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Rapid response to:


Unintended effects of statins in men and women in England and Wales: population based cohort study using the QResearch database

BMJ 2010; 340 doi: (Published 20 May 2010) Cite this as: BMJ 2010;340:c2197

Rapid Response:

Looks Like a Nice Balanced Profile for a Polypill

This Epidemiological Study of about 2 million people is also an
Unintended Pharmaco-Epidemiological Study with overall quite acceptable
NNTs and NNHs over 5 years for both high risky (20%) men and women, with
the only one except of a NNH of 91 (74 to 112 95% CI) for myopathy in men.

Regarding one of the most serious and the most unpredictable side effect:
acute renal failure; it was a not so frequent (NNH>300) and also
reversible phenomenom once the statin was stopped. The other very much
serious adverse effect, liver dysfunction, could be attenuated by reducing
alcohol intake and avoiding one of the least effective statins,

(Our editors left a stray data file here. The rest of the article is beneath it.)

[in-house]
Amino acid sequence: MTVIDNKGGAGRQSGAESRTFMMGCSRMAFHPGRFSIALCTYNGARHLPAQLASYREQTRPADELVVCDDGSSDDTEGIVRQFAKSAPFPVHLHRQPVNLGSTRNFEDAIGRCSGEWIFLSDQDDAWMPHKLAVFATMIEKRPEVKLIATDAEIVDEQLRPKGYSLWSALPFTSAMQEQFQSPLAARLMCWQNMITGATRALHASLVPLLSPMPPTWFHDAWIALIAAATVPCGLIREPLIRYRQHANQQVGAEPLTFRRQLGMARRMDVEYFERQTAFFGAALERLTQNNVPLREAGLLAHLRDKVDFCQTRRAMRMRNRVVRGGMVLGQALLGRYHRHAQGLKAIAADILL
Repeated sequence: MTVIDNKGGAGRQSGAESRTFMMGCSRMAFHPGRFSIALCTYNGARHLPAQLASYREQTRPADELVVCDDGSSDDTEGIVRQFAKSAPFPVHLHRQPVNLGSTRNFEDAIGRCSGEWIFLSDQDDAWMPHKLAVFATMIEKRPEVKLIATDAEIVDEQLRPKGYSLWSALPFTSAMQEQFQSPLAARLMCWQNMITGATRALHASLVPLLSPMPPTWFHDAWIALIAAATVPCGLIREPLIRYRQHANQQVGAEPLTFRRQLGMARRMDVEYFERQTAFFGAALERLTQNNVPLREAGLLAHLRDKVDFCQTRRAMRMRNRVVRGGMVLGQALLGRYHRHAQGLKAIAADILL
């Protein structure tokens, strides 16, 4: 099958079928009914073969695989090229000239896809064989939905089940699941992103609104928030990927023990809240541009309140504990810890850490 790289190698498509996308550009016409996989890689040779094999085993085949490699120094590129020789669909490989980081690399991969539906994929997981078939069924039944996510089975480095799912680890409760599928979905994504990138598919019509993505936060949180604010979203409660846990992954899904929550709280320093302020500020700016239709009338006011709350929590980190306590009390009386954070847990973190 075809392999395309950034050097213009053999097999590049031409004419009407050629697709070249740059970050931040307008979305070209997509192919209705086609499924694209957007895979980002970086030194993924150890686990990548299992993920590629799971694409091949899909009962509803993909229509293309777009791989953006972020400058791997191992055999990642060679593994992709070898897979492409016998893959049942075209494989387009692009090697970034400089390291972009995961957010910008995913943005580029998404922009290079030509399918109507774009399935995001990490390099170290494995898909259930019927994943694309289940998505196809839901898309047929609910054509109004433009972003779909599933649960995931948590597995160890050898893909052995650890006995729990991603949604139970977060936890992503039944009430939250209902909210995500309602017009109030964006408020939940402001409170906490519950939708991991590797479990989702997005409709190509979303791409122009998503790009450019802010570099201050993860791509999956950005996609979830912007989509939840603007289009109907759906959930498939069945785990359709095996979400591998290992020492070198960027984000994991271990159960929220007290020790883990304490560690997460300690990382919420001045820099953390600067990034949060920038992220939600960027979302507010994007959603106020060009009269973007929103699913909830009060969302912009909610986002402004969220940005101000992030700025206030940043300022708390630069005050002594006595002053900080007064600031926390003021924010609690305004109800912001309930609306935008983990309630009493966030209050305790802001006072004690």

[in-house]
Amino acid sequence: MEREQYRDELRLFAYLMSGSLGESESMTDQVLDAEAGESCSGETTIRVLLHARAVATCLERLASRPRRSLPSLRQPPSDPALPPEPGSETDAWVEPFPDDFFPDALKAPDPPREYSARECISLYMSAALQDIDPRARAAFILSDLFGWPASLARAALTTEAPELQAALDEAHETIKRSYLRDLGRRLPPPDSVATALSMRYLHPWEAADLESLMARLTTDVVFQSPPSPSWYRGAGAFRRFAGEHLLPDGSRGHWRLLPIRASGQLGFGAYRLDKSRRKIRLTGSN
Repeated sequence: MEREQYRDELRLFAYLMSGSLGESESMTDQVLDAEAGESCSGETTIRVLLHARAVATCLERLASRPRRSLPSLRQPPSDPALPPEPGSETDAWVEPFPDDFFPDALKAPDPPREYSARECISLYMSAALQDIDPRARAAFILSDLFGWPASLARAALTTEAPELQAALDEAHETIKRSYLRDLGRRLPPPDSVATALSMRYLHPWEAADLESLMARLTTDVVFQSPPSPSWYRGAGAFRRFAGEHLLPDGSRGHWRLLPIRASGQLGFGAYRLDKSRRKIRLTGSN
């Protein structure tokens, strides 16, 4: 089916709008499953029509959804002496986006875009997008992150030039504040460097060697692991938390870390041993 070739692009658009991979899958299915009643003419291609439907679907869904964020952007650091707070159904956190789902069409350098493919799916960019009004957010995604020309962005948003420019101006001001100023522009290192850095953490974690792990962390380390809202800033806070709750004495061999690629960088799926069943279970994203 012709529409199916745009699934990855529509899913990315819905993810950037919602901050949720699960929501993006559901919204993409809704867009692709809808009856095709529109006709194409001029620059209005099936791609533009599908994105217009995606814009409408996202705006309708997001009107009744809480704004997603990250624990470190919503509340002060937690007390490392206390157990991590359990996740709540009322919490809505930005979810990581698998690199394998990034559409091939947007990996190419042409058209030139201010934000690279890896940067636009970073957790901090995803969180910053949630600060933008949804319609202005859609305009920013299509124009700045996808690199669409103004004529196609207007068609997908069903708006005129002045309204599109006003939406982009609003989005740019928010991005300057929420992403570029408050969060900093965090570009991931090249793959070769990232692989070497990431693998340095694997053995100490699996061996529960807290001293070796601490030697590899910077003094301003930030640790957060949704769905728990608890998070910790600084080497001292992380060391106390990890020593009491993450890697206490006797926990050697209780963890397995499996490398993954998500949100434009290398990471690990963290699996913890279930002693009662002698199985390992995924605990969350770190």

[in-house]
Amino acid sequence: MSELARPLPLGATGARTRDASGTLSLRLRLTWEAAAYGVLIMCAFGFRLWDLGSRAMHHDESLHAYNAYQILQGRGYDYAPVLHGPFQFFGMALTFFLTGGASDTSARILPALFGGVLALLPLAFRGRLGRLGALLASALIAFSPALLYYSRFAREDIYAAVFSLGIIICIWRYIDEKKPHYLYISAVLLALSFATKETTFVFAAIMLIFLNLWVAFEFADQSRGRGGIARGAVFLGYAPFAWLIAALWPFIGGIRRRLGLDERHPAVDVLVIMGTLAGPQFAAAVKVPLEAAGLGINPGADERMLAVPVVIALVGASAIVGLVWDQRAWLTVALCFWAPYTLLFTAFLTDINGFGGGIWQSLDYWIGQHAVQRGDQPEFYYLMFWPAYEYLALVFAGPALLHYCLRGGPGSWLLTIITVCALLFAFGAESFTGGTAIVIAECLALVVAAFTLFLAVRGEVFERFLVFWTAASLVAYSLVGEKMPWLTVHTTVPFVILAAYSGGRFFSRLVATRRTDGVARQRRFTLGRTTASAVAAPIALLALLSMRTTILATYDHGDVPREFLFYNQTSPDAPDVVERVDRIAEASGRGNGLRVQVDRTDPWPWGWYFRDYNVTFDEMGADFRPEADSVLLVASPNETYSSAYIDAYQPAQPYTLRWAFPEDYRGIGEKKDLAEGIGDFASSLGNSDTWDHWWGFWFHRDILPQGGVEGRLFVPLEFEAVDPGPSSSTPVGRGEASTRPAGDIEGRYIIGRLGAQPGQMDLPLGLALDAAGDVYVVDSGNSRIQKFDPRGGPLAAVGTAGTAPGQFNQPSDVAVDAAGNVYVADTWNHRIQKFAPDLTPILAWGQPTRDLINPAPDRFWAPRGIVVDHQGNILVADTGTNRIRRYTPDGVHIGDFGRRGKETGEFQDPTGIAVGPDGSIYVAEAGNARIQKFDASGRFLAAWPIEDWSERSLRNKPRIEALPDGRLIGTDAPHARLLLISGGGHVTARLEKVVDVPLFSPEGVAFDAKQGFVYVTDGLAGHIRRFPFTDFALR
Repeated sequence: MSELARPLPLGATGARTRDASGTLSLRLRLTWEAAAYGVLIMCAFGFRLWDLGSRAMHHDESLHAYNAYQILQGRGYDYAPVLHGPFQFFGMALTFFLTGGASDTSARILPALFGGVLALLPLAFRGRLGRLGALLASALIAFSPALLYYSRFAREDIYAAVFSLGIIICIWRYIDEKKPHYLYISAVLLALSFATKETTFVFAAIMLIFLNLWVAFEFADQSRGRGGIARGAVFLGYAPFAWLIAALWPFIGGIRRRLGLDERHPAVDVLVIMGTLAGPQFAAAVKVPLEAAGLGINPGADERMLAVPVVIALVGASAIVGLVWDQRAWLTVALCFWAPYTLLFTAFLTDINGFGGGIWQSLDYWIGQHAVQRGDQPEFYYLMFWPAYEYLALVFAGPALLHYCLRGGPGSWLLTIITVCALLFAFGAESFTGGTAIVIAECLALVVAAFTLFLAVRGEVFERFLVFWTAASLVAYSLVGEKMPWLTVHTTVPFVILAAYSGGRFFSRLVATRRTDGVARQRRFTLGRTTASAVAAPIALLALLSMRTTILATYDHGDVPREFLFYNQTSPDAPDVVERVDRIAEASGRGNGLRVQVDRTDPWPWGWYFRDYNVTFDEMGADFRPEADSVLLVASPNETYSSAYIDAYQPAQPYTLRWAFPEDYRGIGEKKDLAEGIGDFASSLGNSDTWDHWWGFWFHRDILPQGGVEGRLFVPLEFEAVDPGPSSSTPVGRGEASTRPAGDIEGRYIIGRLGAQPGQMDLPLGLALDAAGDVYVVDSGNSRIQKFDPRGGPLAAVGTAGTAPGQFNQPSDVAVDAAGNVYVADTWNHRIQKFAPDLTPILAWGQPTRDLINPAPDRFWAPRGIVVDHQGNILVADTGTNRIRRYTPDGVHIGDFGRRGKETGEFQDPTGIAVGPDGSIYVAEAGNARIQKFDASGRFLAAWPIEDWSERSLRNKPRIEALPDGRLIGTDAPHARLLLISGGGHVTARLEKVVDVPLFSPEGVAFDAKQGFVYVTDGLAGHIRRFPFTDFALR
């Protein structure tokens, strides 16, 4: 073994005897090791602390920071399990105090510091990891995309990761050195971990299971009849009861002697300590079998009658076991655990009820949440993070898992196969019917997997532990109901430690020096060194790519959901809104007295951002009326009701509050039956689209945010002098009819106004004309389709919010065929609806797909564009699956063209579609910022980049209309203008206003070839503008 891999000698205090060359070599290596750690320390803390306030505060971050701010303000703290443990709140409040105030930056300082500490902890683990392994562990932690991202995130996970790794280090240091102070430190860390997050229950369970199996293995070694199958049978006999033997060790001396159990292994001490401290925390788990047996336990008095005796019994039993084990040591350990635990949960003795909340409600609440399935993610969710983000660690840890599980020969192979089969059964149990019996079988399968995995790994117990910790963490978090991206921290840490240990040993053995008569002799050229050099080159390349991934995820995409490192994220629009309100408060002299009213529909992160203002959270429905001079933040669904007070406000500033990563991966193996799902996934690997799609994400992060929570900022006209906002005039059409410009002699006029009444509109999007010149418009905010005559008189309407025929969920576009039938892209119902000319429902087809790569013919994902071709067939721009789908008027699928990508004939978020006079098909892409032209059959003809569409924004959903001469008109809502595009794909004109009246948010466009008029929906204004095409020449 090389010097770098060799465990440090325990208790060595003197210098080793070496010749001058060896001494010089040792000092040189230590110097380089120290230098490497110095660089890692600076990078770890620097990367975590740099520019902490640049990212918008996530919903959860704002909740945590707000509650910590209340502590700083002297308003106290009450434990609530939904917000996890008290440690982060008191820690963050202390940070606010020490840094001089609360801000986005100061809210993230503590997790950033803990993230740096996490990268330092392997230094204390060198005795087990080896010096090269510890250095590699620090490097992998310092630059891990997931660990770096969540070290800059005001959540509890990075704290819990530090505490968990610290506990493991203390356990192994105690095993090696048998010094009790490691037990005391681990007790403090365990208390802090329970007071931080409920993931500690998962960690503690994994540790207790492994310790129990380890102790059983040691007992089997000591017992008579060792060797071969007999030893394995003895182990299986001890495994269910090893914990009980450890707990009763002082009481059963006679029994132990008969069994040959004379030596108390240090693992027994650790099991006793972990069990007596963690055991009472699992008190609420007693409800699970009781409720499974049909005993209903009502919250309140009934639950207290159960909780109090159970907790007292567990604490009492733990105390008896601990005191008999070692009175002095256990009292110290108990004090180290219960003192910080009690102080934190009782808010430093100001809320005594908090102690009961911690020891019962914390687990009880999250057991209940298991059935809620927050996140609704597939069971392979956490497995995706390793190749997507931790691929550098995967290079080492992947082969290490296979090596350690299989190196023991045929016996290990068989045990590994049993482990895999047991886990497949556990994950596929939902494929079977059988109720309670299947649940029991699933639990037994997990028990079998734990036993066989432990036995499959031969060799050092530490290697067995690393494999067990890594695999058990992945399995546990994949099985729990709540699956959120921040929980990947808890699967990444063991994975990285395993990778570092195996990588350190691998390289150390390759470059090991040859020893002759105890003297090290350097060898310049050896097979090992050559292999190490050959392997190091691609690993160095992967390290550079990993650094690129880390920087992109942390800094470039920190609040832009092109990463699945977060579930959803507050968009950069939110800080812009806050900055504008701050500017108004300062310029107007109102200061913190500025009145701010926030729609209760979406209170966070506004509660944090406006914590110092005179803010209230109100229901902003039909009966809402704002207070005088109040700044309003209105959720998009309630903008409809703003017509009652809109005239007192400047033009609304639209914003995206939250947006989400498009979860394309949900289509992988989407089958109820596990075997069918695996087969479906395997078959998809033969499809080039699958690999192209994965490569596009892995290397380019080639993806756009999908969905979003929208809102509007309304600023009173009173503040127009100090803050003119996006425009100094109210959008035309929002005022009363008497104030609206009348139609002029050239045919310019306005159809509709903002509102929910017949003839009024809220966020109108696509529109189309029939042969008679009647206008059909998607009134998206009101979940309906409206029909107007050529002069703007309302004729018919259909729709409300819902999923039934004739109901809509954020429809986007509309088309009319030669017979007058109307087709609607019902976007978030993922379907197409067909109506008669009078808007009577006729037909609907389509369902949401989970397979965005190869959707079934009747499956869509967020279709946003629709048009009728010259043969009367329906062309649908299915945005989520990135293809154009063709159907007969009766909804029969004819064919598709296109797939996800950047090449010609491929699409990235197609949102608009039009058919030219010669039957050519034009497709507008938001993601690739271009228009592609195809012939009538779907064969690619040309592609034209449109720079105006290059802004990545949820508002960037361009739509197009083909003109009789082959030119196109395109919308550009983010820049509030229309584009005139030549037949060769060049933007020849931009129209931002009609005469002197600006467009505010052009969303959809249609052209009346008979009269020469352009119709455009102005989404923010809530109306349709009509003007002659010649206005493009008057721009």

fluvastatin. Taken altogether these findings are in concordance with the
changing landscape of increasing the number of indications for statins
suggested by the JUPITER Trial and point strongly towards the direction of
the polypill with at least 3 to 4 drug components: a statin, plus one ACE-
Inhibitor, plus Aspirin, and/or another class of an anti-hypertensive
agent; for the public health management of primary and secondary
prevention of cardiovascular risk.


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2. Russel R. Mechanism of Disease: Atherosclerosis - an inflammatory
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3. Grundy SM, CleemanJI, Merz CNB, et al. Implications of recent
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Competing interests:
None declared

Competing interests: No competing interests

18 June 2010
Jose Mario Franco de Oliveira
Associate Professor of Medicine. Departmen of Medicine
Medical School Univ. Federal Fluminense. Rio de Janeiro. Brazil. 24030-210